Open vs. Closed Systems • Closed System: a system in which energy, but not matter, is exchanged between the system & its environment. • earth is a closed system, in that matter is neither lost nor gained (except negligible cosmic dust & meteorites) while energy flows through; • Open System: a system in which both energy & matter are exchanged between the system & its environment. • organisms are open systems because both matter & energy are exchanged with the environment.
Ecosphere Separation • The Ecosphere and it’s ecosystem can be separated into two parts • Abiotic- nonliving, components • Ex: air, water, solar energy • Physical and chemical factors that influence living organisms • Biotic- living, components • Ex: plants and animals
Range of Tolerance The survival, growth, & reproduction of organisms is determined, in part, by maximum & minimum tolerance limits for physical conditions such as temperature. Fig. 4–12
Limiting Factors limiting factor: an environmental factor that is more important than other factors in regulating survival, growth, or reproduction. law of tolerance: the existence, abundance, & distribution of a species in an ecosystem is determined by whether the levels of one or more physical or chemical factors fall within the range tolerated by that species. limiting factor principle: too much or too little of any abiotic factor can limit or prevent growth of a population, even if all other factors are at or near the optimum range of tolerance.
Dissolved Oxygen Content • Amount of oxygen gas dissolved in a given volume of water at a particular temperature and pressure. • Limiting factor of aquatic ecosystem
Salinity • amount of salt dissolved in given volume of water
Major Living Components • Two main categories: • 1) producers (also called autotrophs = "self–feeders") make their own food from compounds obtained in the environment. • most capture sunlight to make sugars & other organic compounds in a process called photosynthesis, e.g., green plants. • a few, mostly bacteria, convert simple compounds into complex nutrient compounds without sunlight, e.g., bacteria of thermal vents that use hydrogen sulfide (H2S) & carbon dioxide. • 2) consumers (also called heterotrophs "other–feeders") get their energy & nutrients by feeding on other organisms or their remains. • Includes herbivores, carnivores, decomposers, etc.
Photosynthesis & Respiration • photosynthesis: complex chemical reaction in plants, in which solar radiation is captured by chlorophyll (& other pigments) & used to combine carbon dioxide & water to produce carbohydrates (e.g., glucose), other organic compounds, & oxygen. • carbon dioxide + water + solar energy glucose + oxygen • 6 CO2 + 6 H2O + solar energy C6H12O6+ O2 • aerobic respiration: complex process that occurs in the cells of organisms, in which organic molecules (e.g., glucose) are combined with oxygen to produce carbon dioxide, water, & energy. • glucose + oxygen carbon dioxide + water + energy • C6H12O6+ O2 6 CO2 + 6 H2O + energy
Chemosynthesis- • Bacteria can convert simple compounds from their environment into more complex nutrient compound without sunlight • Ex: becomes consumed by tubeworms, clams, crabs • Bacteria can survive in great amount of heat
Consumers • major kinds of consumers (= heterotrophs) • primary consumers: (=herbivores) feed directly on producers; • secondary consumers: (=carnivores) feed on primary consumers; • tertiary consumers: feed only on carnivores; • omnivores: consumers that feed on both plants & animals; • scavengers: feed on dead organisms; • decomposers: consumers that complete the breakdown & recycling of organic materials from the remains & wastes of other organisms; • detritivores: feed on detritus (partially decomposed organic matter, such as leaf litter & animal dung).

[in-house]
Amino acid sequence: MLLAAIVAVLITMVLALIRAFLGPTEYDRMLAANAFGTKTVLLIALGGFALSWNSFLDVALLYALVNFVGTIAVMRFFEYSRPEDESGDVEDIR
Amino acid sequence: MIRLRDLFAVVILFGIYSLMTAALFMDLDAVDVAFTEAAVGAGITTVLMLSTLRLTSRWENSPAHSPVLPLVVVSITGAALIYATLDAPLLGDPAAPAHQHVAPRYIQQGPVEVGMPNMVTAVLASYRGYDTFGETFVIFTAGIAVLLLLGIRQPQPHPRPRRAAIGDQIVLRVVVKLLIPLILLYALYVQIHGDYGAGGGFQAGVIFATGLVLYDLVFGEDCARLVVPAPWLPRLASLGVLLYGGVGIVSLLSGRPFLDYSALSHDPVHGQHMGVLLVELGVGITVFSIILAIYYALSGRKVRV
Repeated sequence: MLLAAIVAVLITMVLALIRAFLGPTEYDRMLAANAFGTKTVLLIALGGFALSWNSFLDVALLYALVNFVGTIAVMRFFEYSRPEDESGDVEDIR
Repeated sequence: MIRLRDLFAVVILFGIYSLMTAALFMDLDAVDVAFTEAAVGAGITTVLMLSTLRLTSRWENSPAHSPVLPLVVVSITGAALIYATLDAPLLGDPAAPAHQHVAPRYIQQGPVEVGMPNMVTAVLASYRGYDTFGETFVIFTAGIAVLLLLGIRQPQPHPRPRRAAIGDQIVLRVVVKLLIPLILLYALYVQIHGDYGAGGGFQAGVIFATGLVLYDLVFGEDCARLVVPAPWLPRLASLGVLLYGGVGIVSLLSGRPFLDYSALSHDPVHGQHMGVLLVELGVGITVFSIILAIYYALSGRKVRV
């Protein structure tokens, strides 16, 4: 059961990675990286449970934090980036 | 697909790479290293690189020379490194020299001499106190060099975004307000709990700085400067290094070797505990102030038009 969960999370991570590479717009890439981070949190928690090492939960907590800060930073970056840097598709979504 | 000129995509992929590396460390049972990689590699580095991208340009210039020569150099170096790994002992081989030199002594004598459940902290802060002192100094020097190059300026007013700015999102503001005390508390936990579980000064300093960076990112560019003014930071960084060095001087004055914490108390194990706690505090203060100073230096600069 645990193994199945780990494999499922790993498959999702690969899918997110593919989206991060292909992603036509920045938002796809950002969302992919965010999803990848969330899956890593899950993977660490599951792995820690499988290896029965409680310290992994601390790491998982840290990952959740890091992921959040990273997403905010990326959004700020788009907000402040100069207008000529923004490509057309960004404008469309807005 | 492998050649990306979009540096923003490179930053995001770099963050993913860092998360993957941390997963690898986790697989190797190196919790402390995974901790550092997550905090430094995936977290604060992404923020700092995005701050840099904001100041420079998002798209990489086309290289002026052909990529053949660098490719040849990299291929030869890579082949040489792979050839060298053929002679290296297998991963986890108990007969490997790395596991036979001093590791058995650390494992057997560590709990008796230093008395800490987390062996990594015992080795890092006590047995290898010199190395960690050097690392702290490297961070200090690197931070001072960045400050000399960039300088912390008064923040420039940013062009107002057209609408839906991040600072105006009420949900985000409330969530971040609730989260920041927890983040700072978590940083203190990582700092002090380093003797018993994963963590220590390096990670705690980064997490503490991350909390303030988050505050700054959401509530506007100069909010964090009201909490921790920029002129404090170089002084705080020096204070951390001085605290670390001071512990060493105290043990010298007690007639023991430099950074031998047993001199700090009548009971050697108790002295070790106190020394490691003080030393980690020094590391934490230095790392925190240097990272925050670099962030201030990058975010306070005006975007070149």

Consumers or Heterotrophs • Obtain energy and nutrients by feeding on other organisms or their remains
Consumers • Herbivores (plant-eaters) or primary consumers • Feed directly on producers • Deer, goats, rabbits http://www.holidays.net/easter/bunny1.htm
Consumers • Carnivores (meat eater) or secondary consumers • Feed only on primary consumer • Lion, Tiger
Consumers • Tertiary (higher-level) consumer • Feed only on other carnivores • Wolf
Consumers • Omnivores- consumers that eat both plants and animals • Ex: pigs, humans, bears
Consumers • Scavengers- feed on dead organisms • Vultures, flies, crows, shark
Detritus Feeders vs. Decomposers Fig. 4–13
Consumers • Detritivores- live off detritus • Detritus parts of dead organisms and wastes of living organisms. • Detritus feeders- extract nutrients from partly decomposed organic matter plant debris, and animal dung.
Consumers • Decomposers - Fungi and bacteria break down and recycle organic materials from organisms’ wastes and from dead organisms • Food sources for worms and insects • Biodegradable - can be broken down by decomposers
Respiration • Aerobic Respiration • Uses oxygen to convert organic nutrients back into carbon dioxide and water • Glucose + oxygen Carbon dioxide + water + energy • Anaerobic Respiration or Fermentation • Breakdown of glucose in absence of oxygen
Summary of Ecosystem Structure Fig. 4–15
Food Chain • Food Chain-Series of organisms in which each eats or decomposes the preceding one • Decomposers complete the cycle of matter by breaking down organic waste, dead animal. Plant litter and garbage. • Whether dead or alive organisms are potential (standard) sources of food for other organisms.
Second Law of Energy • Organisms need high quality chemical energy to move, grow and reproduce, and this energy is converted into low-quality heat that flows into environment • Trophic levels or feeding levels- Producer is a first trophic level, primary consumer is second trophic level, secondary consumer is third. • Decomposers process detritus from all trophic levels.
Food Webs & Energy Flow Food chains involve a sequence of organisms, each of which is the food for the next. Fig. 4–16
Food Web • Complex network of interconnected food chains • Food web and chains • One-way flow of energy • Cycling of nutrients through ecosystem